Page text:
Serving multiple masters: pharma’s evolving product management needs
SummaryThe pharma industry is continuously striving to be more customer-led in its activities, but the healthcare ecosystem is complex, meaning that product teams must consider the relative needs of a whole range of stakeholders. Here, drawing on new research, Malte Scholz of airfocus discusses what’s needed today to navigate and balance those differing priorities.
- Author Company: airfocus
- Author Name: Malte Scholz, founder and CEO
- Author Website: airfocus
For all that pharma organisations claim to have refocused their efforts around customers over the last decade or more, mapping new developments to tangible outcomes isn’t easy.
In pharma, this challenge is particularly acute due to the diversity of stakeholders with views on what they want from next-generation products. In addition to the ultimate customers (patients), physicians, speciality clinicians, regulators, payers and insurers all have their own priorities and measures of product value.
Yet, remarkably, product teams on the whole remain poorly served by tools for collating all of this feedback, and organising and prioritising the work they do. This was confirmed recently in new independent research conducted for airfocus in the UK and in the US. The survey, conducted in September 2021, polled 300 product managers/owners/directors across sectors about their changing roles and requirements. The research base, which spanned six main industries, included more than 40 companies in pharma.
Pharma-specific product management challenges
In the research, the top operational challenges for pharma product teams were identified as (1) ‘Defining a strong and well-communicated product strategy’; (2) ‘Becoming more efficient to deliver more features more quickly’; and (3, jointly) ‘Prioritising the right initiatives’ and ‘The need to innovate at a faster pace’.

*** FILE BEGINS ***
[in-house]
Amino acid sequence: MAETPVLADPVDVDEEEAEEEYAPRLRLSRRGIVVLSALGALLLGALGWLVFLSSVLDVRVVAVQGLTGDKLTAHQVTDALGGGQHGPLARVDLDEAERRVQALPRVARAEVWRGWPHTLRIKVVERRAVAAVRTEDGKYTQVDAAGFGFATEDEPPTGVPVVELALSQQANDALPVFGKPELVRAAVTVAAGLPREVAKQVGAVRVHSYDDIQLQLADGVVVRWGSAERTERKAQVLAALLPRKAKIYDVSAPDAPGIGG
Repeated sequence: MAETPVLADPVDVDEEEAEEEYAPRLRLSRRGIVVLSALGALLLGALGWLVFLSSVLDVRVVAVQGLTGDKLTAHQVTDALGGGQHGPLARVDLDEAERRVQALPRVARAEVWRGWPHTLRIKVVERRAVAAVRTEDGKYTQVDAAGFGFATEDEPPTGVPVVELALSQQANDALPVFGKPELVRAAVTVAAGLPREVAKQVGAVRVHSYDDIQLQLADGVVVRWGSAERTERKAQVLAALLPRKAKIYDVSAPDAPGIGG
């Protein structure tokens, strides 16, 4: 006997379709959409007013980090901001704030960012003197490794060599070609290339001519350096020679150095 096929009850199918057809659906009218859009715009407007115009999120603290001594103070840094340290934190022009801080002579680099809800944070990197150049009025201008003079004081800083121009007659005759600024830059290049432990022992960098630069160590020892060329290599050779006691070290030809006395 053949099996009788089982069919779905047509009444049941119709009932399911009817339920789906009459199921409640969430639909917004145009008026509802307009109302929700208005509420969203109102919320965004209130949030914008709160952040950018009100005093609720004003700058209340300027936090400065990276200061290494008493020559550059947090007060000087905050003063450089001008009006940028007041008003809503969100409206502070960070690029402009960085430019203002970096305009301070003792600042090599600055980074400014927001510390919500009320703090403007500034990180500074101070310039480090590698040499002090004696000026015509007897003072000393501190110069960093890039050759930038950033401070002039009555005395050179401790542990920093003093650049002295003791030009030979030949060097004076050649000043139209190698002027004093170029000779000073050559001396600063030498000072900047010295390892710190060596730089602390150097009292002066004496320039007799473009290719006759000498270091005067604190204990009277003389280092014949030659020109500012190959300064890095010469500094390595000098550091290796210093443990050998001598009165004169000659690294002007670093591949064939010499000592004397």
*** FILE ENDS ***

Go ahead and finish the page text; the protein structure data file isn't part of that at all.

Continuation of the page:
Prioritisation is a particular issue in pharma, with so many taskmasters to satisfy. Communication and alignment with different stakeholders was felt to be an issue for 27% of product managers in this sector, compared to 21% of those working in FMCG, for instance, while 41% of those working in pharma product management claimed that currently most of their time is spent liaising with customers.
Pharma product managers, above their peers in other industries, felt called to raise their game during the pandemic too: 54% of product managers working in pharma had found it a struggle to collaborate with other stakeholders when working mostly from home, while 51% had seen an increase in pressure to launch new features with greater speed.
Across all respondents, four in 10 stated that the role of product management is becoming more prominent strategically – rising to almost half (49%) of pharma product managers. However this hasn’t yet translated to the implementation of appropriate tools to support their decision-making.
Post-It notes persist
Today, almost as many product teams rely on a system of Post-It notes on the wall (30%) as have access to dedicated product management technology (31%). In pharma, use of the communications tool Slack was noticeably prominent.
Even where product teams do have access to specialist product management technology, pharma product managers cite a lack of relevant features and functionality (mentioned by 63% in the survey), poor usability (by 54%), and a lack of tailoring of capabilities to their specific needs and ways of working (by 44%).
Capabilities sought by pharma product managers
Pharma product managers were particularly keen on having a means of streamlining team workflows and product execution, and of simplifying the creation of product roadmaps – both qualities sought by almost four in 10 of product managers in the sector.
When choosing a product management platform, the main qualities product managers look for were found to be support for easy and effective prioritisation (ranked particularly highly by pharma product managers, who most often were juggling the insights and requests of 11-15 different stakeholders); the ability to create clear roadmaps; easy adoption by users; and modularity/flexibility to choose relevant features. Simplicity emerged as a particularly strong priority overall.
As companies continue to plan for the post-pandemic recovery, with innovative customer-focused products at their core, identifying the capabilities that will best serve that goal should be a strategic priority.